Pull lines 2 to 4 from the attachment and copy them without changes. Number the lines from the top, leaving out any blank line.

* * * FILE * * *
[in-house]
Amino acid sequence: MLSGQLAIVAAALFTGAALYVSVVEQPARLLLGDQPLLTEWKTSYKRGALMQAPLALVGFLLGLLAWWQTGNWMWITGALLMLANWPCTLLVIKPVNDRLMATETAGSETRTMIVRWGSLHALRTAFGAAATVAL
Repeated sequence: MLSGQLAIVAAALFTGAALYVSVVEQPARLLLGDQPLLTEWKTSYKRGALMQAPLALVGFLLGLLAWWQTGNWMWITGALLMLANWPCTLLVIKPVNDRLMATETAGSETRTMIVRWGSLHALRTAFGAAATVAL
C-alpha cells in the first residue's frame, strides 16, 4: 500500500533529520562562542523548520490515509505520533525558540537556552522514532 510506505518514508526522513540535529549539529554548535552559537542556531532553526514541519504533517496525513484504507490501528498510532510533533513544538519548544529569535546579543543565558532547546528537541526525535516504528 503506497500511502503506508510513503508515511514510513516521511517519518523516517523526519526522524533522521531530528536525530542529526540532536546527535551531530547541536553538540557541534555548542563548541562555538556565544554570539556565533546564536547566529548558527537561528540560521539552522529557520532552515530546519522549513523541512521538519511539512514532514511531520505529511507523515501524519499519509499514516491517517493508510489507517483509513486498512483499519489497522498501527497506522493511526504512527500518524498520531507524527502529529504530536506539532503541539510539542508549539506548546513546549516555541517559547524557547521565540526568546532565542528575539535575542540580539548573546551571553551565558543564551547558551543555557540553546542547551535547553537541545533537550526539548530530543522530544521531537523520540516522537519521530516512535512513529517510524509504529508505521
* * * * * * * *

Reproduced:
Amino acid sequence: MLSGQLAIVAAALFTGAALYVSVVEQPARLLLGDQPLLTEWKTSYKRGALMQAPLALVGFLLGLLAWWQTGNWMWITGALLMLANWPCTLLVIKPVNDRLMATETAGSETRTMIVRWGSLHALRTAFGAAATVAL
Repeated sequence: MLSGQLAIVAAALFTGAALYVSVVEQPARLLLGDQPLLTEWKTSYKRGALMQAPLALVGFLLGLLAWWQTGNWMWITGALLMLANWPCTLLVIKPVNDRLMATETAGSETRTMIVRWGSLHALRTAFGAAATVAL
C-alpha cells in the first residue's frame, strides 16, 4: 500500500533529520562562542523548520490515509505520533525558540537556552522514532 510506505518514508526522513540535529549539529554548535552559537542556531532553526514541519504533517496525513484504507490501528498510532510533533513544538519548544529569535546579543543565558532547546528537541526525535516504528 503506497500511502503506508510513503508515511514510513516521511517519518523516517523526519526522524533522521531530528536525530542529526540532536546527535551531530547541536553538540557541534555548542563548541562555538556565544554570539556565533546564536547566529548558527537561528540560521539552522529557520532552515530546519522549513523541512521538519511539512514532514511531520505529511507523515501524519499519509499514516491517517493508510489507517483509513486498512483499519489497522498501527497506522493511526504512527500518524498520531507524527502529529504530536506539532503541539510539542508549539506548546513546549516555541517559547524557547521565540526568546532565542528575539535575542540580539548573546551571553551565558543564551547558551543555557540553546542547551535547553537541545533537550526539548530530543522530544521531537523520540516522537519521530516512535512513529517510524509504529508505521